Background: High costs for patients’ medications decrease medication access and adherence which contributes to poor clinical outcomes. Numerous medication assistance programs exist, but many patients needing assistance, particularly insured patients, do not receive assistance due to eligibility criteria. Objective: To determine if there is an association between medication adherence to antihyperglycemic therapy and patient access to Nebraska Medicine Charity Care (NMCC). Practice description: NMCC covers up to 100% of medication out-of-pocket costs for patients in financial need who do not qualify for other programs. Practice innovation: There is no published information about a long-term health system-led financial medication assistance program being utilized to improve patient medication adherence and clinical outcomes. Evaluation methods: A retrospective cohort analysis was conducted to assess adherence in patients who initiated NMCC between July 1, 2018 and June 30, 2020, with a focus on diabetes for feasibility. Adherence was assessed using a modified medication possession ratio (mMPR) for 6 months after initiating NMCC based on health system dispensing data. Overall population adherence analyses were conducted in all available data, while pre-post analyses were conducted in those with antihyperglycemic medication fills during the prior 6 months. Results: Of 2758 unique patients receiving NMCC support, 656 patients with diabetes medication use were included. Of these, 71% had prescription insurance and 28% had prescription fills in the baseline period. Mean (SD) adherence to noninsulin antihyperglycemic medications in the follow-up period was 0.80 (0.25) with 63% adherent per mMPR ≥0.80. In the prepost analysis, mMPR was significantly higher during the follow-up period at 0.83 (0.23) than during the preindex period at 0.34 (0.17), as was the proportion who were adherent (66% vs. 2%) (P < 0.001). Conclusion: This practice innovation observed an improvement in adherence and A1C outcomes in patients with diabetes who received medication financial assistance through a health system.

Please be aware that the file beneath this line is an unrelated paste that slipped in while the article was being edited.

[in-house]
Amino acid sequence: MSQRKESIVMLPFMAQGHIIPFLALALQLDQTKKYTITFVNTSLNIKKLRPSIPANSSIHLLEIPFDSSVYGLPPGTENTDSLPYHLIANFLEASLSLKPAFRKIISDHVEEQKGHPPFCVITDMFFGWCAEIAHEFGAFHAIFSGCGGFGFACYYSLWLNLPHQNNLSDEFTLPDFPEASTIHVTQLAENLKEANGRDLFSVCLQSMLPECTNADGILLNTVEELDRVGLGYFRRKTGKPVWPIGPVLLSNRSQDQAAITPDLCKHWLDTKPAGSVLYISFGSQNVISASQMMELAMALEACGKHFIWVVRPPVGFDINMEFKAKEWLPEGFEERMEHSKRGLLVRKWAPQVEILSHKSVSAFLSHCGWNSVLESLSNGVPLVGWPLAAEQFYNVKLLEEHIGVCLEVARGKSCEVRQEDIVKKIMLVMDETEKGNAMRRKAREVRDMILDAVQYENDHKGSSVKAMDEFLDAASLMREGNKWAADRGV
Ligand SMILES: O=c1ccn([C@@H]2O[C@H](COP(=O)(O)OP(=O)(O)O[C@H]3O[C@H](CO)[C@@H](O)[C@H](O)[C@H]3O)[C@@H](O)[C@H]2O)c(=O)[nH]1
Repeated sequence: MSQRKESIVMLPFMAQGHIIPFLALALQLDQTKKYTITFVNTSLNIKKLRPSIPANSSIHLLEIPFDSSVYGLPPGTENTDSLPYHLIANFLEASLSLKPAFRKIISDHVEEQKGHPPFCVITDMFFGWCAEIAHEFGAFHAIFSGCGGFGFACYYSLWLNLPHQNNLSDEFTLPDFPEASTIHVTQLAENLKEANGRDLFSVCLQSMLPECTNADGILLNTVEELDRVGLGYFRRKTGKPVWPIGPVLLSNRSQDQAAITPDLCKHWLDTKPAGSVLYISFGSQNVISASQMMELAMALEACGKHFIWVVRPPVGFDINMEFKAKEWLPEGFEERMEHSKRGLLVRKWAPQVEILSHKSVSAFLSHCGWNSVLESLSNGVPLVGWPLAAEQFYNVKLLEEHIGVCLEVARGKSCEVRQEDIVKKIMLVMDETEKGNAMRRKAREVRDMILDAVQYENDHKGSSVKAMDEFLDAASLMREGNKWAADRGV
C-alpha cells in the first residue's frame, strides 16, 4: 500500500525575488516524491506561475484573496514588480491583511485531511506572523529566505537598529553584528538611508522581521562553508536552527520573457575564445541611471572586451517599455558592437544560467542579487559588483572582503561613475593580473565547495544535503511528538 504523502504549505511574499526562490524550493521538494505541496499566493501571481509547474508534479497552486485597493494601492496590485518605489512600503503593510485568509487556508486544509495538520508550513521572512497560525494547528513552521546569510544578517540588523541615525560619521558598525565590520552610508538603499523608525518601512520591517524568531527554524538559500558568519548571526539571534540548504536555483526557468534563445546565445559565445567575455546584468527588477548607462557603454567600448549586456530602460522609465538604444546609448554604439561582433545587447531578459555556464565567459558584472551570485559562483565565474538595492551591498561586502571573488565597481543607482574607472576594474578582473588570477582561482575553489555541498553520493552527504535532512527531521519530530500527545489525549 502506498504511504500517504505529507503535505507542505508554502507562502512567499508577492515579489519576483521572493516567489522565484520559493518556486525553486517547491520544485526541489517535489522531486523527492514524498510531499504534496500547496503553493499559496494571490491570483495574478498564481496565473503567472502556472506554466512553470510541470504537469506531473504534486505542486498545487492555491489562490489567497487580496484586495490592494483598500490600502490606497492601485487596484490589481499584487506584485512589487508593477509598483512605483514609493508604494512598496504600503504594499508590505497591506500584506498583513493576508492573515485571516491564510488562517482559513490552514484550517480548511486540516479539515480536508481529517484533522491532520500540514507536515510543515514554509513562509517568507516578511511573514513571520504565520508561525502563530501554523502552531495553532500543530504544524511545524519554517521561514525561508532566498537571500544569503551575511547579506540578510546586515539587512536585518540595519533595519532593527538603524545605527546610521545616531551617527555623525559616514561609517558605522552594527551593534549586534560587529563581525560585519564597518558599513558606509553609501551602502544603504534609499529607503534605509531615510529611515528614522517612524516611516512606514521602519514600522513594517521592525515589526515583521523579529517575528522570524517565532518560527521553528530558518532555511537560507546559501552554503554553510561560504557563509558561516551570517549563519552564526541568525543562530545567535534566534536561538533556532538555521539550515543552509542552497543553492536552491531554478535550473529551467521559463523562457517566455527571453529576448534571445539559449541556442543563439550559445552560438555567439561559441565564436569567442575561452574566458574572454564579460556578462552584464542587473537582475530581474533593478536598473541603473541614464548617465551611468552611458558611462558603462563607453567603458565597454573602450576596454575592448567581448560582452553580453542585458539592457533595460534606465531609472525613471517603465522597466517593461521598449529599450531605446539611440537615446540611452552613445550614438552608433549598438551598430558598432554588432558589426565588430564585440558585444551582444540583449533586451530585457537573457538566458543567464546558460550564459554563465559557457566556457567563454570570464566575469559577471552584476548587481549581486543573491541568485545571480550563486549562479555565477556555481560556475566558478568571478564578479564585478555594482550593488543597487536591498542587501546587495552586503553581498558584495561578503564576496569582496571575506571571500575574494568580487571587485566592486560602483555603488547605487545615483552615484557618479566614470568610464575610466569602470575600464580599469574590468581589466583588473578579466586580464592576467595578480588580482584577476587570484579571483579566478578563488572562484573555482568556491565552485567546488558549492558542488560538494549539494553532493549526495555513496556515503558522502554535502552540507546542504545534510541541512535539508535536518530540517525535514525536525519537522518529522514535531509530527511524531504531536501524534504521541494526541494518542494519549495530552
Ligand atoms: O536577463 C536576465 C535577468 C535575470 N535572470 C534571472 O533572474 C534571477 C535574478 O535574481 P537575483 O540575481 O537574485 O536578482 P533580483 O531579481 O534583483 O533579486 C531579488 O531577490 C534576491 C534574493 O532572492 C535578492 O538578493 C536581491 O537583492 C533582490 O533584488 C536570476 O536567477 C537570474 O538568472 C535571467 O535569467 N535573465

ASJC Scopus subject areas
- Pharmacology (nursing)